An assessment of how faith communities contribute to building social capital.
The Government has identified faith communities as important sources of ‘social capital’ in community development and regeneration. But religion is also associated with conflict and division. How far is this faith in ‘faith’ justified? And how far should faith communities comply?
Faith as social capital assesses the debate and the evidence. It:
The research in the report encompasses five major faith traditions (Christian, Hindu, Jewish, Muslim and Sikh) across four English regions. It explores the nature of social capital stemming from faith buildings, associations, engagement with governance and participation in the wider public domain.
The Government has identified faith communities as important sources of social capital. But religion is also associated with conflict and division. How far is faith in 'faith' justified? How far should faith communities engage with government agendas, and what can they contribute to building bridges and forging links with others? A cross-professional research group, co-ordinated by Rob Furbey at Sheffield Hallam University, found that:
In the United Kingdom and elsewhere during the last 15 years there has been growing interest in 'social capital' as a potential source of economic and social benefits. Over the same period, both Conservative and Labour Governments in the UK have looked to faith communities as partners in a range of social policies and regeneration programmes.
Social capital is seen as contributing to better educational attainment, lower crime levels, improved health, more active citizenship, better functioning labour markets and higher economic growth. It has been identified as a key consideration in the quest for sustainable neighbourhoods and the achievement of social and community cohesion. This has prompted a review of all the sources, forms and expressions of social capital and how they might be harnessed. Faith communities have featured prominently in this development of policy and practice.
During the last decade, research in various regions of the UK has demonstrated the large scale and wide range of social engagement by faith organisations and groups. But it has also shown that faith communities face important internal and external obstacles to fulfilling their potential as sources and generators of social capital. Faith communities may also be obstacles to developing outward-looking and enriching social networks. Moreover, compliance with government agendas may serve to undermine the energy and distinctiveness of faith-related networks and enterprise. This research explored these issues, by means of interviews, documentary evidence and observations across a range of faiths and UK regions.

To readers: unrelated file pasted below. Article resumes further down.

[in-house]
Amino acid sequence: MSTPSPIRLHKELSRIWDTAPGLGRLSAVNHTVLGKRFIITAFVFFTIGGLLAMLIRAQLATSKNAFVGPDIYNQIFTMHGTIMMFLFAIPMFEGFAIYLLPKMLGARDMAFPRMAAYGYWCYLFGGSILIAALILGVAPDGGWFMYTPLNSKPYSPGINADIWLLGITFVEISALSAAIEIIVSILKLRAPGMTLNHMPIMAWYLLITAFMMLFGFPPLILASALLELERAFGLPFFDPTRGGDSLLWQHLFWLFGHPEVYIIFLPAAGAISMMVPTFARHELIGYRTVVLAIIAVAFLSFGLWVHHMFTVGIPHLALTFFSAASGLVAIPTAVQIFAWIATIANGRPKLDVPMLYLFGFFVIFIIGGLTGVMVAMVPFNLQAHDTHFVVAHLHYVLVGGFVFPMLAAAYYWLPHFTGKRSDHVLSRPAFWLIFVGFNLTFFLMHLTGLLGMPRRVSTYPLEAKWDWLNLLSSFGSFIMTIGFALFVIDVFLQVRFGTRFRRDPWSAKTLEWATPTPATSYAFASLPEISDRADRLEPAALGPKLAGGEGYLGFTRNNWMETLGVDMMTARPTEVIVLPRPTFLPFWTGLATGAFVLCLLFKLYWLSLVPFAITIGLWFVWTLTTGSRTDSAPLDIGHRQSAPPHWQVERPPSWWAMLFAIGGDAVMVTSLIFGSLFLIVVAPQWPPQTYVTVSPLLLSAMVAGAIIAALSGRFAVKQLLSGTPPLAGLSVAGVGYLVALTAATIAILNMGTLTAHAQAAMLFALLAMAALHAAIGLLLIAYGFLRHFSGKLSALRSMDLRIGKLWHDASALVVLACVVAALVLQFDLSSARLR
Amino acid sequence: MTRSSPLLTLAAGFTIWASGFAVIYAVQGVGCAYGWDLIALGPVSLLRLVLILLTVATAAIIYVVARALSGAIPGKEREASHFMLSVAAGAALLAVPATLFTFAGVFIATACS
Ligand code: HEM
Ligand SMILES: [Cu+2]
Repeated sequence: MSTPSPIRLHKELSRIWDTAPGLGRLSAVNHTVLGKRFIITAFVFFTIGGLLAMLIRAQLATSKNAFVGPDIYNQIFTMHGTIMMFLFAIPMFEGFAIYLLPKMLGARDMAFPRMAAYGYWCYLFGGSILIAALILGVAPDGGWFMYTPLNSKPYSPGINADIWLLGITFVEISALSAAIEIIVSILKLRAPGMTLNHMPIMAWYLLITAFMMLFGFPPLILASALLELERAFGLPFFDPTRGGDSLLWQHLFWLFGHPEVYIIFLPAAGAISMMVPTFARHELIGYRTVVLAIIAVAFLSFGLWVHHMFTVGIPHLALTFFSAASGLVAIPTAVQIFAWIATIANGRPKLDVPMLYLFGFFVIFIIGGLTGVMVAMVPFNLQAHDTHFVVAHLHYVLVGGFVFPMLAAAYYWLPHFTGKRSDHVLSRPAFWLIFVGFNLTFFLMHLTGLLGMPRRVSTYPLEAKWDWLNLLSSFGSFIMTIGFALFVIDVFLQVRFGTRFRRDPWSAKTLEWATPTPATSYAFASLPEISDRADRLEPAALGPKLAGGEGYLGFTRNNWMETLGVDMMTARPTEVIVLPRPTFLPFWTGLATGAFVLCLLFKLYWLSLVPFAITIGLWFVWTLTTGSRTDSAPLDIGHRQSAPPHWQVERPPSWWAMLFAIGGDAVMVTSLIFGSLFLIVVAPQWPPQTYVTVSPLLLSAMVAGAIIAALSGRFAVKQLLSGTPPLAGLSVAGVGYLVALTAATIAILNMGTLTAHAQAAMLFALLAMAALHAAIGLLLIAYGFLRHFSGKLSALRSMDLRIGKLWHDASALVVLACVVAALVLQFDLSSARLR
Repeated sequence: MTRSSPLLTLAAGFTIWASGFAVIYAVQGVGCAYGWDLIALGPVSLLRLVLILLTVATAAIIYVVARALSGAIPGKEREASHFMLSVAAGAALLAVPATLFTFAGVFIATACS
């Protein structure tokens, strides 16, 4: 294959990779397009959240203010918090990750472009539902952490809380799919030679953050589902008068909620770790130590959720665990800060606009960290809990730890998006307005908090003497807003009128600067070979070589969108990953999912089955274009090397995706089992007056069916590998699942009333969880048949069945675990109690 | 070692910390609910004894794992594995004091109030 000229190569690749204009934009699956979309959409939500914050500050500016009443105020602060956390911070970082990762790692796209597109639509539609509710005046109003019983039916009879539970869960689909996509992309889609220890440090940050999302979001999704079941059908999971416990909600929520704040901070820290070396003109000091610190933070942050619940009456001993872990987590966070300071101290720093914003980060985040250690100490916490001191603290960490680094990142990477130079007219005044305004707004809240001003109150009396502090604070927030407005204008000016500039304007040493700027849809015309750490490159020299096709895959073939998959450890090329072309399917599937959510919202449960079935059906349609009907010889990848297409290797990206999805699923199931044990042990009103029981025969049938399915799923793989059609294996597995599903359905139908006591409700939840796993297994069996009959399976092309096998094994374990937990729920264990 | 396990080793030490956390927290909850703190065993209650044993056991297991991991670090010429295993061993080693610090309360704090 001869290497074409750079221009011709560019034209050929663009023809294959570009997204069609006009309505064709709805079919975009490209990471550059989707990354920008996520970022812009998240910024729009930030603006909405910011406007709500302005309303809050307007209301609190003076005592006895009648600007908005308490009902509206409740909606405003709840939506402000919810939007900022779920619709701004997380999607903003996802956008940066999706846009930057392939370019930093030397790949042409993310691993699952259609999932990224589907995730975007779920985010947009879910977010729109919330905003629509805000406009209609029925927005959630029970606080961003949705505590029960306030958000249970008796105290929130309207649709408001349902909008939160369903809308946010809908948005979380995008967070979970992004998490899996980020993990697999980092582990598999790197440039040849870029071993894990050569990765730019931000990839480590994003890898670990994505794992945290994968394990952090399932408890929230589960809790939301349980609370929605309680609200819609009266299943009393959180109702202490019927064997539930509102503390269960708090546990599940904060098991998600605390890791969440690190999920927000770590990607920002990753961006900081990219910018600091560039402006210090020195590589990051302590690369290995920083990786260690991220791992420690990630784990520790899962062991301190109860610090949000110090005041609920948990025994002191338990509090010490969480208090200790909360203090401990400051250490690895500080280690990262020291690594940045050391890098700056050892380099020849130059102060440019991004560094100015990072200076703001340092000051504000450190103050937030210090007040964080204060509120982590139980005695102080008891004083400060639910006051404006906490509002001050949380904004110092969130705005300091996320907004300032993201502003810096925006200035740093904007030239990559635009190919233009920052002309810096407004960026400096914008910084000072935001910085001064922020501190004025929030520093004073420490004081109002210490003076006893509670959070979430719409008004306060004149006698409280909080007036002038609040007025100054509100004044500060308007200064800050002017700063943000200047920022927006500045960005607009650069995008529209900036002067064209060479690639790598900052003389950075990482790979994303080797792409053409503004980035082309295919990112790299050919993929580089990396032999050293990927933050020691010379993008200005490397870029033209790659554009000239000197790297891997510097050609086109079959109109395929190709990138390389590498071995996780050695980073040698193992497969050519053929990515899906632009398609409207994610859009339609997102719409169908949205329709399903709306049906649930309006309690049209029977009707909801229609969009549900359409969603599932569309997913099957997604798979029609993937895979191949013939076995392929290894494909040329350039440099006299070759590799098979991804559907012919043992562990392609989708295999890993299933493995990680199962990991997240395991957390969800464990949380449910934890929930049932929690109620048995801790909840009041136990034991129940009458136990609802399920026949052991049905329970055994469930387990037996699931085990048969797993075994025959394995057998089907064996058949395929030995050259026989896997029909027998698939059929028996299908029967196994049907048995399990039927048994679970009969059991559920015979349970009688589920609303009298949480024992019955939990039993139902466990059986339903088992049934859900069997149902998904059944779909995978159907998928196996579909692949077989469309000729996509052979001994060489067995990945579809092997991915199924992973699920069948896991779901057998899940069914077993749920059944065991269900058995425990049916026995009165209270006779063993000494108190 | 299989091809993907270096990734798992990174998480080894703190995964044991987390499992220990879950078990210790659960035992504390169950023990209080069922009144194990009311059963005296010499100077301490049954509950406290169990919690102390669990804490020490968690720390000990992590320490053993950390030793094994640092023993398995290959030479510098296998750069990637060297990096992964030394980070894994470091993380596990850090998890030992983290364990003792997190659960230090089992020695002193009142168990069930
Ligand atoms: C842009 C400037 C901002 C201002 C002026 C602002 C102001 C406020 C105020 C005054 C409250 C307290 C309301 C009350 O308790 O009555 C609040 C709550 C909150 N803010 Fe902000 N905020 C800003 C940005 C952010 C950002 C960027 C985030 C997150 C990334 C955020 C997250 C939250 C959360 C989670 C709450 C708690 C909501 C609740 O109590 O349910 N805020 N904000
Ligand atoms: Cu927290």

The idea of social capital and the place of faith in public policy and civil society are both controversial. The term 'social capital' is sometimes distrusted because it seems to impose a utilitarian economic language on human relationships. It is also seen as linked to a community and social-order agenda which many question. Rather like the notion of 'community', it is also an idea which sounds positive but can hide a negative, destructive side. However, social capital is not bound inevitably to a particular economic theory or political standpoint. It is a means to expand our understanding of how people can be advantaged (or indeed disadvantaged) by their social networks as well as by their physical and human capital. In particular, the distinctions between bonding, bridging and linking social capital can be used to develop a closer, critical exploration of community networks, the resources they offer, and the constraints they impose.
Recent events worldwide and within the UK have further sharpened a longstanding debate on the social impact of religion. The divisiveness of religion receives ultimate expression in violence. But faith communities can be characterised by other powerful forms of disconnection from other groups or wider society. Religious understanding that establishes a strong boundary with the rest of the world can produce passive retreat or a more active (and sometimes destructive) assertion of distinctiveness. Yet all the major faiths have core principles that can motivate bridge-building and link-making. In the words of just one tradition:
"O mankind! Behold, we have created you from a male and a female, and have made you nations and tribes, so that you might come to know one another..." (Qur'an 49:13)
All major faiths have doctrinal commitments to peace, justice, honesty, service, community, personal responsibility and forgiveness, which can contribute to the development of networks and the trusting relationships that characterise positive social capital. Recognition of these two facets of religion prompts a critical exploration of the complex field of faith and social capital.